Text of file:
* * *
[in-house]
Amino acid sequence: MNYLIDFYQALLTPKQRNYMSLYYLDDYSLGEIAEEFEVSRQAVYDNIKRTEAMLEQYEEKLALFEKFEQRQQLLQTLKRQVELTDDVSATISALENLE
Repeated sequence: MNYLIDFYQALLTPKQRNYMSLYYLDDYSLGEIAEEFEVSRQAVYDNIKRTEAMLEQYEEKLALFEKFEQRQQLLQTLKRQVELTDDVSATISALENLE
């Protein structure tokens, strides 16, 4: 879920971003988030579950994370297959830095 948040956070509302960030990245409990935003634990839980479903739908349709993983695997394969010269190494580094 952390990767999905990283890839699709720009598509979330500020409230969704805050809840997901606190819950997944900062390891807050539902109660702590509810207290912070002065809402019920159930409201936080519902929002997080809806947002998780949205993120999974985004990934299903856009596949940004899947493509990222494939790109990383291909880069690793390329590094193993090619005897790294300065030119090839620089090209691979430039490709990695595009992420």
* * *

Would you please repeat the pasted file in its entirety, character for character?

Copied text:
[in-house]
Amino acid sequence: MNYLIDFYQALLTPKQRNYMSLYYLDDYSLGEIAEEFEVSRQAVYDNIKRTEAMLEQYEEKLALFEKFEQRQQLLQTLKRQVELTDDVSATISALENLE
Repeated sequence: MNYLIDFYQALLTPKQRNYMSLYYLDDYSLGEIAEEFEVSRQAVYDNIKRTEAMLEQYEEKLALFEKFEQRQQLLQTLKRQVELTDDVSATISALENLE
């Protein structure tokens, strides 16, 4: 879920971003988030579950994370297959830095 948040956070509302960030990245409990935003634990839980479903739908349709993983695997394969010269190494580094 952390990767999905990283890839699709720009598509979330500020409230969704805050809840997901606190819950997944900062390891807050539902109660702590509810207290912070002065809402019920159930409201936080519902929002997080809806947002998780949205993120999974985004990934299903856009596949940004899947493509990222494939790109990383291909880069690793390329590094193993090619005897790294300065030119090839620089090209691979430039490709990695595009992420």